Rocky Wirtz, who won three Stanley Cup titles as owner of the Chicago Blackhawks and presided over the team during one of the NHL’s biggest scandals, has died. He was 70.
The Blackhawks said in a release that Wirtz died on Tuesday, calling it a “sudden passing.” But no further details were provided.
NHL Commissioner Gary Bettman said in a release that the league was “deeply saddened” by Wirtz’s death.
“Devoted to family and the Chicago Blackhawks, Rocky was a native son of Chicago and an accomplished businessman,” Bettman said. “Rocky took over control of the Blackhawks in 2007 and almost immediately restored the passion and following of this storied, Original Six franchise.”
Rocky Wirtz was 2 years old when his grandfather, Arthur Wirtz, purchased the Blackhawks in 1954. Rocky Wirtz took over the team after his father, William, died in September 2007.
William Wirtz was nicknamed “Dollar Bill” for his frugality when it came to acquiring the services of the game’s best players. And the team struggled while playing in front of small crowds in its early years at the United Center, making only one playoff appearance from 1998-2008.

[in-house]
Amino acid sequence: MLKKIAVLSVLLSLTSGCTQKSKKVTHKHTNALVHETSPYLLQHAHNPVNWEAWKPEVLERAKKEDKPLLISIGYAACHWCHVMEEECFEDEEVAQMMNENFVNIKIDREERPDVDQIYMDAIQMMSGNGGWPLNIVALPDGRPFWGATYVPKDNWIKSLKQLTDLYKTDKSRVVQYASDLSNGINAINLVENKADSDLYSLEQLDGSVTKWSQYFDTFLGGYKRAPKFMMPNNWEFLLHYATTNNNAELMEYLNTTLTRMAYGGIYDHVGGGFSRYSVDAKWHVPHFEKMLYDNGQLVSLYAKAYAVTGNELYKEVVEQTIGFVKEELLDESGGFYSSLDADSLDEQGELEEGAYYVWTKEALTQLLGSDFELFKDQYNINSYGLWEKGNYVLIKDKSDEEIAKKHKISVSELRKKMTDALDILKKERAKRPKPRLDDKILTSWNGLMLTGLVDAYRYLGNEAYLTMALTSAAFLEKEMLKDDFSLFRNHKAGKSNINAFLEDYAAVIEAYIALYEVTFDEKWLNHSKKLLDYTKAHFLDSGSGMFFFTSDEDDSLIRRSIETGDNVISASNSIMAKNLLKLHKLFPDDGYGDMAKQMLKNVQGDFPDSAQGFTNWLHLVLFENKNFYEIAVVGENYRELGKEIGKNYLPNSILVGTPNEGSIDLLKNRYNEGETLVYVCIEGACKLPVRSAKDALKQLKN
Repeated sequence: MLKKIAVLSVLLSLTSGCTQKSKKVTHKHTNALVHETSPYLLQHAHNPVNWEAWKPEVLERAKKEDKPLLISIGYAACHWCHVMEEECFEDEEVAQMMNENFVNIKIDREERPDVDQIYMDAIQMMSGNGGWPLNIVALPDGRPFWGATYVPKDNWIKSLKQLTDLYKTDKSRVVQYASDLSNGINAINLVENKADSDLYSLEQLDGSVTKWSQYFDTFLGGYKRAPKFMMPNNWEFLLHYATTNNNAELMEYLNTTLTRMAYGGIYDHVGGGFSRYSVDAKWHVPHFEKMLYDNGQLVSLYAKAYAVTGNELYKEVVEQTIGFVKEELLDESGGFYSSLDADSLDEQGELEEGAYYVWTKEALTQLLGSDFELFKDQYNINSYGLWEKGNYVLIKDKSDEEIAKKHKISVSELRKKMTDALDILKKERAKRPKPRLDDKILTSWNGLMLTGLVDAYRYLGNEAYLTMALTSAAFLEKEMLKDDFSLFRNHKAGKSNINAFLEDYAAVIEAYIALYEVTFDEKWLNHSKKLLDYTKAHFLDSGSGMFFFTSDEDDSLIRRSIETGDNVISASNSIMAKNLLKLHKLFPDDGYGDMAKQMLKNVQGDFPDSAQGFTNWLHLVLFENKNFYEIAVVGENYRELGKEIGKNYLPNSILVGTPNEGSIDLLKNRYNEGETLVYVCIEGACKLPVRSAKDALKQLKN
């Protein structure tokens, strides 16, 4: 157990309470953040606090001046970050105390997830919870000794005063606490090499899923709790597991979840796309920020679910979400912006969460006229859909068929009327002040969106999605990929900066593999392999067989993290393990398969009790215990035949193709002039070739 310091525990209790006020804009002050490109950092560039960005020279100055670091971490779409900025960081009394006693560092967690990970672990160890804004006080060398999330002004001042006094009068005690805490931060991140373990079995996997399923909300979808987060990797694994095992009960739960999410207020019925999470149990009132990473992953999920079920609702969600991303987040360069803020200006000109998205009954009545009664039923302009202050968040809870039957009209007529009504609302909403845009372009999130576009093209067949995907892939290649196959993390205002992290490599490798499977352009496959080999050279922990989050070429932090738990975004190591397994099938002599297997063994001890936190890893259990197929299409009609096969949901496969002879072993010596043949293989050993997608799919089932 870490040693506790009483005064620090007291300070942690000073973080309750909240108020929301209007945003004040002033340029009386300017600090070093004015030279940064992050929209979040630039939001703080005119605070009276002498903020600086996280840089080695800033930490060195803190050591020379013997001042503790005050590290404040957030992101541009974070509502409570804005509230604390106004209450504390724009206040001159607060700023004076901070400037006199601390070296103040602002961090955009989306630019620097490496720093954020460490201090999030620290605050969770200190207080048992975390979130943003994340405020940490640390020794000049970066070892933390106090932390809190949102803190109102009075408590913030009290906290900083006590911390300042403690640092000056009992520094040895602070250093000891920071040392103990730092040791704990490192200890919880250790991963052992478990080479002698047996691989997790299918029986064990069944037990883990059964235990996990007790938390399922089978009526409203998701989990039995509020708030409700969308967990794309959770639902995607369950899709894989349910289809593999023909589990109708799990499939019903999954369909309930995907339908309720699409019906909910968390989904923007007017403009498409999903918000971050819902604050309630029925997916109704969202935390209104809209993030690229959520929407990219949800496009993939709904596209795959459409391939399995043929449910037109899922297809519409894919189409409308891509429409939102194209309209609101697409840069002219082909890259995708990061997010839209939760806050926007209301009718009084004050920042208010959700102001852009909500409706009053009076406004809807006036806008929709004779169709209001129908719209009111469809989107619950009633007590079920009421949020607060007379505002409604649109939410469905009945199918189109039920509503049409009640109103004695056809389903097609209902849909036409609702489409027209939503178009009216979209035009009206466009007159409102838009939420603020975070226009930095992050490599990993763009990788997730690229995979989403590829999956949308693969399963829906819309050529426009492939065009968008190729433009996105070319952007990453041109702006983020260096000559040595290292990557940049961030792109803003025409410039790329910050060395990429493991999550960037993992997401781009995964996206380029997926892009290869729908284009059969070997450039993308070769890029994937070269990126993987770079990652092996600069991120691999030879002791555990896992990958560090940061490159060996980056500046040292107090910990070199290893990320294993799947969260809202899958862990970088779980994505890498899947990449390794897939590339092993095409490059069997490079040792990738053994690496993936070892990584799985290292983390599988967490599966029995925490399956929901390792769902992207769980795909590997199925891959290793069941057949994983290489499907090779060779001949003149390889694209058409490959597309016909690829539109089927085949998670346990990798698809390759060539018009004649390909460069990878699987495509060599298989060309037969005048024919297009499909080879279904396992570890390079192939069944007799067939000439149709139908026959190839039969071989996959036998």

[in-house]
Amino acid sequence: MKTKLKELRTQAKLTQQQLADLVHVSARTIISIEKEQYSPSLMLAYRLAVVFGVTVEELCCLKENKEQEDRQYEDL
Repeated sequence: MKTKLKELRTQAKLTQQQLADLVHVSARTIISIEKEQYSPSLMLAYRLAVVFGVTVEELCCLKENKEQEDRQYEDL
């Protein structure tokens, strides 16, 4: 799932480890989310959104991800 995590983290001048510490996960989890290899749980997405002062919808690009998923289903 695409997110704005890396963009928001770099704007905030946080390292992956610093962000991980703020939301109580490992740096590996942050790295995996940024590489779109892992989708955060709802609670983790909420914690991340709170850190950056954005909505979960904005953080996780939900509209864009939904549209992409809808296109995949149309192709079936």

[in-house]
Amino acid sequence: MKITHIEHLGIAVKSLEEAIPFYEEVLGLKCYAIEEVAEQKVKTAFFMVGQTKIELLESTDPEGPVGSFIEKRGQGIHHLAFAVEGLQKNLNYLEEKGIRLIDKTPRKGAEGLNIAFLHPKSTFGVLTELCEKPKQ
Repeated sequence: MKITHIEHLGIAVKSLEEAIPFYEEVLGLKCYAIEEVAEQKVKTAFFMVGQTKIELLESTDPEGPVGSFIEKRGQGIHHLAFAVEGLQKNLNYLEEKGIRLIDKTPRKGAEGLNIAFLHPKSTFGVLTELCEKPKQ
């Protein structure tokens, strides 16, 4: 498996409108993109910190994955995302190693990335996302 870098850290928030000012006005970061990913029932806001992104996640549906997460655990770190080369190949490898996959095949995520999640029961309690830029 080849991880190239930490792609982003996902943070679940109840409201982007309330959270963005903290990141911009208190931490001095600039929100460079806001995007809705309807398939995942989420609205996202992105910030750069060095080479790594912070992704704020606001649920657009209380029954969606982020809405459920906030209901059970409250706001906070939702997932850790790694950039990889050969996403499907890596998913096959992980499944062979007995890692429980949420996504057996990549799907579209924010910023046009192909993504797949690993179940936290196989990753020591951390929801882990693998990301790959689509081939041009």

Everything changed when Rocky Wirtz became the team chairman. He helped re-establish the franchise’s connection to some of its best players from the past. He put the team’s games back on local TV, and fans returned to the United Center during a lengthy sellout streak that ended in 2021.
With Jonathan Toews and Patrick Kane leading the way, the Blackhawks won the Stanley Cup in 2010, 2013 and 2015. The team also made it to the 2014 Western Conference Final, losing to the Los Angeles Kings in an epic seven-game series.
With the Blackhawks’ success on and off the ice, Wirtz became a beloved figure in his native Chicago. He also was lauded by the league for his leadership.
But Wirtz’s tenure as owner was forever tarnished when an outside law firm found that the organization badly mishandled allegations by a player who said he was sexually assaulted by an assistant coach during the team’s run to the 2010 Stanley Cup title.
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